The Parker House created Massachusetts’ state dessert, Boston cream pie;[4] invented the Parker House roll; and coined the word "scrod," which is not a kind of fish, but a term for the freshest, finest, and youngest white fish of the day.[1]

Jacques Offenbach stayed at the hotel during an 1876 tour of the U.S., and, inspired by the rolls, sang a tune to friends as a joke. He would later use it as a theme in his opera, The Tales of Hoffmann.[4]

On May 31, 1884, when founder Harvey Parker died at the age of 79, he was buried in Mount Auburn Cemetery, the “permanent home” of many of Boston’s most prestigious people. The ambitious Maine farm boy who arrived in Boston almost penniless in 1825, died with a net worth of $1,272,546.94. Parker’s will granted $100,000 to Boston’s new Museum of Fine Arts, and provided the foundation for its Print Department.[1]

In 1891, J. Reed Whipple assumed control of the Parker House. To provide his Boston diners with the freshest and finest food products available, Whipple established his own 2,500-acre dairy farm in New Boston, New Hampshire. Valley View Farm was divided into Dairy, Piggery, and Hennery Departments, employing some ninety people. In order to make daily deliveries to Boston, Whipple helped build a railroad depot in New Boston and connected it to existing main lines with a spur track later leased to the Boston & Maine Railroad.[1]

20th century[edit]

The Parker House in 1910, showing a later extension, with the earlier wings behind it on the left.

The original Parker House building and later architectural additions were demolished in the mid 1920s, and replaced in 1927 with a sleek, modern building, essentially the one that stands there today. One wing of the original hotel remained open until the new building was completed in 1927. This wing is still in use.[6]

James Michael Curley, the charismatic, Irish-American “Mayor of the Poor” who dominated Boston politics for the first half of the twentieth century, was a constant presence at the Parker House, in part because Old City Hall stood directly across from the hotel on School Street. The Omni Parker House bar, The Last Hurrah, was named for Edwin O’Connor’s 1956 novel of the same name, a thinly disguised chronicling of Mayor Curley’s colorful life.[1]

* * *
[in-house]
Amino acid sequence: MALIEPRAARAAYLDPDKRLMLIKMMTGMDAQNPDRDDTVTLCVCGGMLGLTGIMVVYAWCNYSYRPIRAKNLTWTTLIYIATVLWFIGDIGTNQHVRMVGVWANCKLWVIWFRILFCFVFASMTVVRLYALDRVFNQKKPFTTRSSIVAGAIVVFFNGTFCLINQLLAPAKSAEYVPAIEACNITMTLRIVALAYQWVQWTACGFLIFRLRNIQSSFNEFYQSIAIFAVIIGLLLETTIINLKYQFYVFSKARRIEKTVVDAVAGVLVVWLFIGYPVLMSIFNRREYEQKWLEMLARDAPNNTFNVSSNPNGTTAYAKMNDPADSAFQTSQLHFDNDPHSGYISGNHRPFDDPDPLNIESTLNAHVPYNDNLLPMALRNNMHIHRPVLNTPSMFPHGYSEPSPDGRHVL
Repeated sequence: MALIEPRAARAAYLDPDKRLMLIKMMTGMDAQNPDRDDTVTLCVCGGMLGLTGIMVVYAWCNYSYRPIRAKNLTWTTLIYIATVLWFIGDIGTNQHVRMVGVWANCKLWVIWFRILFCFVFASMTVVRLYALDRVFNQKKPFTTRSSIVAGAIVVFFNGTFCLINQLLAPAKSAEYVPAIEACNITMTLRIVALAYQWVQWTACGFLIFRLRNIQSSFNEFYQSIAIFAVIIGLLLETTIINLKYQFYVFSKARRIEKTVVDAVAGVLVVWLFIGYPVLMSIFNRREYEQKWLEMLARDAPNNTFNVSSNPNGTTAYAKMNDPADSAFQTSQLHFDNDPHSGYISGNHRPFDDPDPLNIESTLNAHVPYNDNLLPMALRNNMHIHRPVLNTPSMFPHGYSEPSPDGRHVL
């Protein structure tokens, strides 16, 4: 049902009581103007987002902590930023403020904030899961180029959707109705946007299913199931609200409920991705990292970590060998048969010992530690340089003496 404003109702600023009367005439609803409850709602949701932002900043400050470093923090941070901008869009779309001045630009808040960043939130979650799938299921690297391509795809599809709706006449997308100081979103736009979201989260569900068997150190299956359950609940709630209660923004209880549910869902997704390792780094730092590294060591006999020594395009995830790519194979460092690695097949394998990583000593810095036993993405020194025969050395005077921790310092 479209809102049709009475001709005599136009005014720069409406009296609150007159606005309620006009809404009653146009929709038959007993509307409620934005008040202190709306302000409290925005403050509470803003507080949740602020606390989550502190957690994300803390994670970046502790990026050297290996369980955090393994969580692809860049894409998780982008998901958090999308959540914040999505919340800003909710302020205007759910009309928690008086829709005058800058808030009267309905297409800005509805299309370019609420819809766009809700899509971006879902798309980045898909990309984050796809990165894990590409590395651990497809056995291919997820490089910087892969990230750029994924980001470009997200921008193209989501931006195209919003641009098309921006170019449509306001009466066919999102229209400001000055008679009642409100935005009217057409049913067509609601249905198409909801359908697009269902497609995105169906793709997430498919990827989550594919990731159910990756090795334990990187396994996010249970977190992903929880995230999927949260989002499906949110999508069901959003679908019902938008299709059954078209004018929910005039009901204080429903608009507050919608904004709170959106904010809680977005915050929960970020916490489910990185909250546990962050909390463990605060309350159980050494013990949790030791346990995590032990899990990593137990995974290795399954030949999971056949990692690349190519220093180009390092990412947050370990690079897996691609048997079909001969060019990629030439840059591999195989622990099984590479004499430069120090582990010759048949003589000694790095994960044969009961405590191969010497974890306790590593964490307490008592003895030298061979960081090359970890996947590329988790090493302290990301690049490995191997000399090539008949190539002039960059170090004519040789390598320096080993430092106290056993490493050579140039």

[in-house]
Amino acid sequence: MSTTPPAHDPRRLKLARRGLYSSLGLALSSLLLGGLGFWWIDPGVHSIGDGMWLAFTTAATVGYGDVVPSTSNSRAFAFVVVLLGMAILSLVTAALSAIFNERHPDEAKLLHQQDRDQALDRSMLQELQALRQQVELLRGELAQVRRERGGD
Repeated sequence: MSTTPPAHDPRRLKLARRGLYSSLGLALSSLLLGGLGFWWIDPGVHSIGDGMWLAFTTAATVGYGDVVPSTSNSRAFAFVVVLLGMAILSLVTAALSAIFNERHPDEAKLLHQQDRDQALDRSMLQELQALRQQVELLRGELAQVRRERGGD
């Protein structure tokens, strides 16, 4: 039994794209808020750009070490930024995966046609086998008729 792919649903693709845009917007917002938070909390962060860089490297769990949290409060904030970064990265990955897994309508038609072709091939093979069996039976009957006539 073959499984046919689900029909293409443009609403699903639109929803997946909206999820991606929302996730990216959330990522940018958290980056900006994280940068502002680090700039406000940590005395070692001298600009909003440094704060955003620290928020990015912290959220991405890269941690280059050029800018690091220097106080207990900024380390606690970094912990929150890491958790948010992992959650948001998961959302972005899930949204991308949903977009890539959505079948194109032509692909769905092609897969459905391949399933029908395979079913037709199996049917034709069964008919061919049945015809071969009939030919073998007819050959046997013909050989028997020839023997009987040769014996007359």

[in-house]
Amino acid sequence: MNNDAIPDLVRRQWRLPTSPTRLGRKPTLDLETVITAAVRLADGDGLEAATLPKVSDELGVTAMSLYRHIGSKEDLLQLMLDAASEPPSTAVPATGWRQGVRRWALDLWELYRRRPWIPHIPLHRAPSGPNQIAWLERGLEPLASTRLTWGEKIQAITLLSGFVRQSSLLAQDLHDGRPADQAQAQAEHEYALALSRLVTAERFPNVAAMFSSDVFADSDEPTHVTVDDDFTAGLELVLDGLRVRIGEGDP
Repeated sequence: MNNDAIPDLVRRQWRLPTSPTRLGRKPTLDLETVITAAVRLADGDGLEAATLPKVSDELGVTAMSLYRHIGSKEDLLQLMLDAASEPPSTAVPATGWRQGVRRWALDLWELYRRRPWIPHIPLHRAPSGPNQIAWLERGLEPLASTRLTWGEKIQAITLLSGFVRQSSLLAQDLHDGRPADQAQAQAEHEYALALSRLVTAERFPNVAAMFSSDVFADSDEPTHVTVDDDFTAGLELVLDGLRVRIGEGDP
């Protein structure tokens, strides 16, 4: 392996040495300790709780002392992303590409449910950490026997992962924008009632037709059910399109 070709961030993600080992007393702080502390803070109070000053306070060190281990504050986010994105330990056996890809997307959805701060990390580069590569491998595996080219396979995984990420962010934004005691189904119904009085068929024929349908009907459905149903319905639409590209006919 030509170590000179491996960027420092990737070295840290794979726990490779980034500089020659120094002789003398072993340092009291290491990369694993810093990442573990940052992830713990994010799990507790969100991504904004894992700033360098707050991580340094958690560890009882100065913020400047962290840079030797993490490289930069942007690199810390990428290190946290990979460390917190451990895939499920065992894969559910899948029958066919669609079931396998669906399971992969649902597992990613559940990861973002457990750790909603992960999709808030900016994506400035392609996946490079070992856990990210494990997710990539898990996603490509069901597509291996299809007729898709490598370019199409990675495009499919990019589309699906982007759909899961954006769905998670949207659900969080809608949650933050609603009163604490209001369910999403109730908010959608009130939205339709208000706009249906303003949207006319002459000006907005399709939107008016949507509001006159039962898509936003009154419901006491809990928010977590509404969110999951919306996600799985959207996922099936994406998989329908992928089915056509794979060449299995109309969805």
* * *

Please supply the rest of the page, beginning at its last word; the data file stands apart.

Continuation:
John F. Kennedy announced his candidacy for Congress at the Parker House in 1946 and also held his bachelor party in the hotel's Press Room there in 1953.[4]

The hotel was bought by Dunfey Hotels in 1968.[7] The Dunfeys rejuvenated and reinvented the Parker House as a historic/contemporary destination of choice and laid claim to its intellectual history. Inspired by the nineteenth-century Saturday Club, they founded the New England Circle in 1974, purposeful gatherings of activists from a variety of backgrounds and experiences designed to advance civil and civic dialogue and inspire constructive community change.[1] In 1983, that chain bought Omni Hotels and reorganized itself, with the Dunfey name phased out and the Parker House placed in the Omni division.[8]

21st century[edit]

The hotel currently has 551 rooms and suites.[9] In 2009, AAA named the hotel one of the top 10 historic U.S. hotels.[10] The Omni Parker House is a member of the National Trust for Historic Preservation's Historic Hotels of America program.

Famous workers[edit]